Finally made it to the Daedalus Warehouse sale last weekend. Daedalus Books, the discount book seller, has a big warehouse in Columbia, Maryland, as well as a new store (well, relatively new) in Baltimore. And in all the many years I've been getting their catalogue, I've intended to drive over and check out the warehouse, but never managed to get around to it until last Saturday.
It's quite a trek from our part of Northern Virginia, and with all the Labor Day weekend traffic, and missing cut-offs and exits, it took about an hour to get there. But it was worth all the travel. Seemed like just about everything in the building was on sale for $4.98 (or less).
Appropriately enough, I bought Penelope Fitzgerald's The Book Shop, which always sounded interesting to me. Haven't read any of her books yet, but I have to admire such a late-bloomer. She published her first work at age 58, which gives us all hope.
Also picked up several "literary nonfiction" works.
Nicolas Basbanes' A Splendor of Letters: The Permanence of Books in an Impermanent World. I'm about halfway through his A Gentle Madness, and really enjoying it.
The Friar and the Cipher, by Lawrence and Nancy Goldstone, about the mysterious Voynich manuscript. The Goldstones have written a slew of books about books and book-collecting, but this is the first one for me.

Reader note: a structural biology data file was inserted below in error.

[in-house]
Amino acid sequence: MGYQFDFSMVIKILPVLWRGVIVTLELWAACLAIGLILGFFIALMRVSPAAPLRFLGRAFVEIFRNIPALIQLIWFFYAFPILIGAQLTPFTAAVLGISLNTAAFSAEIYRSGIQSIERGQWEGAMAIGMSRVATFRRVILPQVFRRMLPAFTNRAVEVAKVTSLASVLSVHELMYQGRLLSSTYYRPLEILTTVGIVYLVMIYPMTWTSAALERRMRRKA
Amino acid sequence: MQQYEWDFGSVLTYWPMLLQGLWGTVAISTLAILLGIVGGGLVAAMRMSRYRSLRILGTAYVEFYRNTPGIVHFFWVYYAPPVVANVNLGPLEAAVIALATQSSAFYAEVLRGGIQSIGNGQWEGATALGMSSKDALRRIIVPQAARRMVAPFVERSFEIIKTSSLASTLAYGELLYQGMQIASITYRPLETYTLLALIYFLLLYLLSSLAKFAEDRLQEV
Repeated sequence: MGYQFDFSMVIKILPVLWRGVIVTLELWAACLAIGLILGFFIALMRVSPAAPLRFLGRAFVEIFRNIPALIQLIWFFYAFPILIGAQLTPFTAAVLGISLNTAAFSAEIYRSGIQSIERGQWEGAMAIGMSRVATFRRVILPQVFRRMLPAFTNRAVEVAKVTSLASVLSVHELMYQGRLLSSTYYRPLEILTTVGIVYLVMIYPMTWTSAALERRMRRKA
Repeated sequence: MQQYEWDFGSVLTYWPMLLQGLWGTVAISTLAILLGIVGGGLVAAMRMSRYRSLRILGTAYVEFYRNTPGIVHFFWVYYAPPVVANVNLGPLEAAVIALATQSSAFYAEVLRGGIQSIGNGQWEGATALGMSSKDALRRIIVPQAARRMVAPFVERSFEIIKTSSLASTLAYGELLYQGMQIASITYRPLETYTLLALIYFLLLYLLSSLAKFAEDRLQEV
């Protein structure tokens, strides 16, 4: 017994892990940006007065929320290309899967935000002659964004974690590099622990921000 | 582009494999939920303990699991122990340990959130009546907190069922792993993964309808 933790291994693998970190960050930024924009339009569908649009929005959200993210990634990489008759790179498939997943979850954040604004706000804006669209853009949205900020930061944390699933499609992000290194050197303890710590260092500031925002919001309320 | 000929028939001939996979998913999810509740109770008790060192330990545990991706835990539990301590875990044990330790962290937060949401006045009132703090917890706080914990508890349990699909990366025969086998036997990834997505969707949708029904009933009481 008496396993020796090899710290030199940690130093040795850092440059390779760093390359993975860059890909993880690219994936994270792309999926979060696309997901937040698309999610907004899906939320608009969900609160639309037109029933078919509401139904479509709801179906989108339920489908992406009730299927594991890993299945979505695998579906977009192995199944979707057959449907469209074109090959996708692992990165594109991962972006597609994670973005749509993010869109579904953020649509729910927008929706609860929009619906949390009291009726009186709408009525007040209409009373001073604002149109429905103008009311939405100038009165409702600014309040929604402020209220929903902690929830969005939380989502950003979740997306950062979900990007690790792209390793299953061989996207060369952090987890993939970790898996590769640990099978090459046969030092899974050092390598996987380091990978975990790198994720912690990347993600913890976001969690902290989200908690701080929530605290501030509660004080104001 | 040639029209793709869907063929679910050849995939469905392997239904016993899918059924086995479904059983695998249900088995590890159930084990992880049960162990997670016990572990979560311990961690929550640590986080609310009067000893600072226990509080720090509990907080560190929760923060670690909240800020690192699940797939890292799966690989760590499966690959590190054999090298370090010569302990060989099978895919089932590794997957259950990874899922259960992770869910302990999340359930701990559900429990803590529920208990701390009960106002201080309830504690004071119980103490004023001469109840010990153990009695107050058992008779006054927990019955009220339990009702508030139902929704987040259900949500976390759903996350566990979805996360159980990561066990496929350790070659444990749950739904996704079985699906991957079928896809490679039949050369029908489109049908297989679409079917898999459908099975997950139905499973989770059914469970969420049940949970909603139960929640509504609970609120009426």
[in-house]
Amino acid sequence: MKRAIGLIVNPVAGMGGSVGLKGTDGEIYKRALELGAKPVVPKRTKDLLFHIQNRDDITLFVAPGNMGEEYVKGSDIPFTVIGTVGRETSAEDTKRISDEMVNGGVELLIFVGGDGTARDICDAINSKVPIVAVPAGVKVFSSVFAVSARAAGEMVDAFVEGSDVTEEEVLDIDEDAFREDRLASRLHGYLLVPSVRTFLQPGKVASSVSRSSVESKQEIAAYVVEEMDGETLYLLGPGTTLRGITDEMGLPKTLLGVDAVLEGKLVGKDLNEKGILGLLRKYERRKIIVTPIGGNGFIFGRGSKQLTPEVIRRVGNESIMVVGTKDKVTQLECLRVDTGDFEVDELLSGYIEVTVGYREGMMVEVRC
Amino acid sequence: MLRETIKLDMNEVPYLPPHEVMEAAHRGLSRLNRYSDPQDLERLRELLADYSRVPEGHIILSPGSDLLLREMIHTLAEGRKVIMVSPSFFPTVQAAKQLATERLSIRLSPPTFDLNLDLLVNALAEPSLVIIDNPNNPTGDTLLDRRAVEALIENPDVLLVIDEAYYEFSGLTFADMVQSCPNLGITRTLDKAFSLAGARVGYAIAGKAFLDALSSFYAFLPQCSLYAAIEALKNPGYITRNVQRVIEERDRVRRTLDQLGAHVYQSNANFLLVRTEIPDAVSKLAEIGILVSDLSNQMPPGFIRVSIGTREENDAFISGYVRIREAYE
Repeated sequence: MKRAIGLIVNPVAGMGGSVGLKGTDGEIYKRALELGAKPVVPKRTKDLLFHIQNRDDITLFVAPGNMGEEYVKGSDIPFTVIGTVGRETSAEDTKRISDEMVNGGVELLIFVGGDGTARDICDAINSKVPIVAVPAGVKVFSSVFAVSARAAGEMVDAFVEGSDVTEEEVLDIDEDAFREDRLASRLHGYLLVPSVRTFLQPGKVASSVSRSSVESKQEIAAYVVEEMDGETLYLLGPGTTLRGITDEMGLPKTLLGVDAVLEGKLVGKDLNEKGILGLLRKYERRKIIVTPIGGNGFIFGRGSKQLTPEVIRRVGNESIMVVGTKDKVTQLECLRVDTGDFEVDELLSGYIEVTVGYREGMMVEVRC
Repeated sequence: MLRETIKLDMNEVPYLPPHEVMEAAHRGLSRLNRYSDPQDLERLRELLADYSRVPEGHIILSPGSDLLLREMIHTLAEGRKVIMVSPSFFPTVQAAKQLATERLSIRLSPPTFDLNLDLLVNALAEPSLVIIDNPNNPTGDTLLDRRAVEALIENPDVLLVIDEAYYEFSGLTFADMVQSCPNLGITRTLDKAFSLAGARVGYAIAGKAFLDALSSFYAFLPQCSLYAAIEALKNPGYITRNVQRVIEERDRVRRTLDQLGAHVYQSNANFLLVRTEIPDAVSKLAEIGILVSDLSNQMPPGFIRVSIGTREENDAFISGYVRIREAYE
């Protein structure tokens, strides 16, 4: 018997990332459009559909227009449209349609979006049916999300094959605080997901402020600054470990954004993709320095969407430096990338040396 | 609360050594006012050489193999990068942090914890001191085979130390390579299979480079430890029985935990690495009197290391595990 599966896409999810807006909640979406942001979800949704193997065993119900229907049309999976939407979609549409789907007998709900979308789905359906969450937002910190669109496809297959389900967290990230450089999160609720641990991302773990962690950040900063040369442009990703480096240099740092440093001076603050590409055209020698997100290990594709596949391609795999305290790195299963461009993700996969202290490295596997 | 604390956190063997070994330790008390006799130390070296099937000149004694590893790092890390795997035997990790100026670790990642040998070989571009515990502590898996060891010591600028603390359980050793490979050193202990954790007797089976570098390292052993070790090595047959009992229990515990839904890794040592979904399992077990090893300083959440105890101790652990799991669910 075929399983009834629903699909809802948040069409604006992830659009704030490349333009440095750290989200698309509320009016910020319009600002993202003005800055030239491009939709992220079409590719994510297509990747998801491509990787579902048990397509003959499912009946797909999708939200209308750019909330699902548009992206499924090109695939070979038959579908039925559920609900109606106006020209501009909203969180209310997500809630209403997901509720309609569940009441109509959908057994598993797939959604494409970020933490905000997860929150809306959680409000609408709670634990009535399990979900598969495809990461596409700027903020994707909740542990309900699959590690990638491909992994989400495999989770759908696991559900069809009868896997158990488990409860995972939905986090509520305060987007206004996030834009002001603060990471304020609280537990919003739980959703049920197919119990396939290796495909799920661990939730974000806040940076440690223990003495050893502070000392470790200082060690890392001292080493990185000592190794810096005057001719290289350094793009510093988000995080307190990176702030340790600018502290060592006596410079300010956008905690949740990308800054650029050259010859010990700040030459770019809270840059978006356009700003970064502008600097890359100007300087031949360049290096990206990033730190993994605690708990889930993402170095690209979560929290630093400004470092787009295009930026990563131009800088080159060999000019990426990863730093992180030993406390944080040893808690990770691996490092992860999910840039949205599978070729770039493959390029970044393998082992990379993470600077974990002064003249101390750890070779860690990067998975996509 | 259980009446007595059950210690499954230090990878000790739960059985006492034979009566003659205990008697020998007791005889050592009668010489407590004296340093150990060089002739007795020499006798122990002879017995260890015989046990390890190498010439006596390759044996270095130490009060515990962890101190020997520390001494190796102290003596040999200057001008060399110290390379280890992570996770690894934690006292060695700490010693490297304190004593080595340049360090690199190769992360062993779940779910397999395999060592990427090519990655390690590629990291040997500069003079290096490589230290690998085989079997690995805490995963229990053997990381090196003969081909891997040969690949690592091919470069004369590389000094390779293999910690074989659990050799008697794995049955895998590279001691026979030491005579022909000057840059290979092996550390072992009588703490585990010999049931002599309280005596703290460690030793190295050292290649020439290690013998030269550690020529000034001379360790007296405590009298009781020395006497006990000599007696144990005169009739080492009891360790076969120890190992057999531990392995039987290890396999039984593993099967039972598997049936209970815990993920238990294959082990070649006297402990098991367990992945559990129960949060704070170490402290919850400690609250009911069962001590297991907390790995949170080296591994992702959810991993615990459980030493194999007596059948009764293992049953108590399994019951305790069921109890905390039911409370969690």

Book Row, by Marvin Mondlin and Roy Meador: an "anecdotal historical memoir" about the antiquarian book trade in New York City, from the 1890s to the 1960s. Most of that world is gone now, of course, and I really only got to glimpse just the very end of it back in the mid-1970s. So I'm looking forward to finding out more about it.
And finally, Thomas Mallon's A Book of One's Own: People and Their Diaries. Well, what blogger wouldn't be intrigued by a book about the many ways people document their everyday lives? Of course, it was published just before the blog phenomenon got started. Maybe Mr. Mallon needs to bring out a revised edition.
So, all in all, it was a pretty successful and very enjoyable field trip. M. didn't buy anything. But that's not too surprising, since he's a man and really doesn't understand the whole concept of shopping.